By Theophilos Argitis – Feb 9, 2012 2:02 PM MT
Terry Davis, superintendent of operational services at the Cameco Corp. Cigar Lake uranium mine, speaks to reporters about ore surfacing freezing technology at the mine in northern Saskatchewan, Canada Photographer: Geoff Howe/Bloomberg
Harper and Chinese Premier Wen Jiabao announced a pact that will give Canadian uranium producers more access to China’s civilian nuclear power industry, according to a joint statement released by Harper’s office. Canada is home to the world’s largest uranium producer, Cameco Corp. No details of the agreement were provided.
“This agreement will help Canadian uranium companies to substantially increase exports to China, the world’s fastest growing market for these products,” Harper said in a statement. “It will generate jobs here at home while contributing to the use of clean reliable energy in China.”
Harper, who is on a four-day visit to China, is seeking to attract Chinese investment in Canada’s natural resources and sell more energy to Asia, while winning business in China for Canadian companies. The two countries announced an investment protection pact Feb. 8.
“I think Canada-China relations are continuing along a very positive route,” Harper said after meeting President Hu Jintao yesterday. “We are reaching a new level.”
Wen, who met Harper in Beijing on Feb. 8, called for discussions on a possible free trade agreement, the Xinhua News Agency reported yesterday. He said China is “ready to expand imports of energy and resource products from Canada” and boost cooperation in areas including renewable energy and the peaceful use of nuclear power, according to Xinhua.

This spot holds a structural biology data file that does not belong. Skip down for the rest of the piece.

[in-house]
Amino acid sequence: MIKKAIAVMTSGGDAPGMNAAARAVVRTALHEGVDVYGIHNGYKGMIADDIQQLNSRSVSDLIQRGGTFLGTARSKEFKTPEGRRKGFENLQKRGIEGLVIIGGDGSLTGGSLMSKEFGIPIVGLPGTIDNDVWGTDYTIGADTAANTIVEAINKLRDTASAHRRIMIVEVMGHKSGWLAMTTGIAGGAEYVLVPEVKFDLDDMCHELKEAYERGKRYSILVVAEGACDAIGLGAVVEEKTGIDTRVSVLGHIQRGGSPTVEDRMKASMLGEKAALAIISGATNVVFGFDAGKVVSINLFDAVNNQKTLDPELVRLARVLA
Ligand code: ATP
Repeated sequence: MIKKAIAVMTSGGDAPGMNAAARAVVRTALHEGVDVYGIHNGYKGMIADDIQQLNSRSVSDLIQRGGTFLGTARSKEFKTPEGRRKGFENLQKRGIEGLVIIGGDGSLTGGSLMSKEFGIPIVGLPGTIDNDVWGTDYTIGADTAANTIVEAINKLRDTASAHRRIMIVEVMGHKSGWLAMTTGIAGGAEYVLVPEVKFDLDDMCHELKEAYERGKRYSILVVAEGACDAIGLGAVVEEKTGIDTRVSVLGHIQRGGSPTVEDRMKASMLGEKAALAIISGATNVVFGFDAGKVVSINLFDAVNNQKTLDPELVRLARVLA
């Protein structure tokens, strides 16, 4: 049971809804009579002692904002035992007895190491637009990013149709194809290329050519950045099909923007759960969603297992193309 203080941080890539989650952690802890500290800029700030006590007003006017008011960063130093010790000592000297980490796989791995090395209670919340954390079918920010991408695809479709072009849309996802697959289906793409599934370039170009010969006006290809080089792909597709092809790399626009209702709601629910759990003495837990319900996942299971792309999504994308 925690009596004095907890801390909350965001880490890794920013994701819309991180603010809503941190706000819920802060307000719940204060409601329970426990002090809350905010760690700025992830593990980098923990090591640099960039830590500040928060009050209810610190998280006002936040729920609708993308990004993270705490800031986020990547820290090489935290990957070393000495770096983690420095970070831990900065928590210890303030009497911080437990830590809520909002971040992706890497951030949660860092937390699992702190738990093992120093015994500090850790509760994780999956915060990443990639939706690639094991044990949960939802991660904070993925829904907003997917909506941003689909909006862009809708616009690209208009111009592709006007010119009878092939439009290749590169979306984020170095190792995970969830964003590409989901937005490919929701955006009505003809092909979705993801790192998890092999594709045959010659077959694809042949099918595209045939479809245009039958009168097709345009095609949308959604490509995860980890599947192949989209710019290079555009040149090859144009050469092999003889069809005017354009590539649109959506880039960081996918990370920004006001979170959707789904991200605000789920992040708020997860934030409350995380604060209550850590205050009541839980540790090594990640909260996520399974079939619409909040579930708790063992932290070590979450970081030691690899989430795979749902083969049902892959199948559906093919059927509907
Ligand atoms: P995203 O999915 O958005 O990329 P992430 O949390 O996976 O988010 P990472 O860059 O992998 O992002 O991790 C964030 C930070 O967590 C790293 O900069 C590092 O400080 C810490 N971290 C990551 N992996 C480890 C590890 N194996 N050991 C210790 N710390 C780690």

Chinese companies signed about $3 billion of deals with their Canadian counterparts in aviation, finance, rail transit mining, telecommunications, environmental protection, education and drugs, Xinhua said, without providing details. Harper met Vice Premier Li Keqiang briefly before the fifth China-Canadian Business Forum, at which the deals were signed, it said.
The two countries will seek “exploratory discussions” to deepen economic and trade ties after a joint working group study is completed in March, according to yesterday’s statement.
China, the world’s biggest energy user, is seeking to secure uranium supplies as it builds additional reactors. There are 434 operable reactors around the world and 61 under construction, according to the World Nuclear Association. China is building 26, plans to construct another 51 and has proposed 120 others, according to the association.
Cameco Corp. (CCO) Chief Executive Tim Gitzel was part of Harper’s delegation on the China trip. He said yesterday’s pact will allow the company to move ahead with supply agreements signed in 2010 to sell about 52 million pounds of uranium for Chinese reactors, deals worth as much as $3 billion.
‘Opens the Door’
“We couldn’t deliver Canadian uranium here until this agreement was signed so it opens the door for us to do that,” Gitzel said.
In a separate interview with Bloomberg, Gitzel said demand for uranium may grow by about 3 percent a year in the next few years. China is showing “strong growth” in nuclear-reactor construction, he said.
The two countries yesterday also announced an agreement to reduce restrictions on flight travel that will allow more flexibility in pricing and let China Southern Airlines Co. (1055) ship freight to the U.S. through Canada, according to the statement. Canada and China also agreed to update their tax treaty to reduce rates of withholding taxes that apply to cross-border payments and eliminate double taxation for individuals and companies.
“Canada has the resources, technological sophistication, and geo-strategic positioning to complement China’s economic growth strategy,” Harper told a business audience in Beijing after meeting Li and Hu. “And China’s growth, in turn, complements our determination to diversify our export markets.”
China also pledged to work with Canada to resolve agriculture market access issues.
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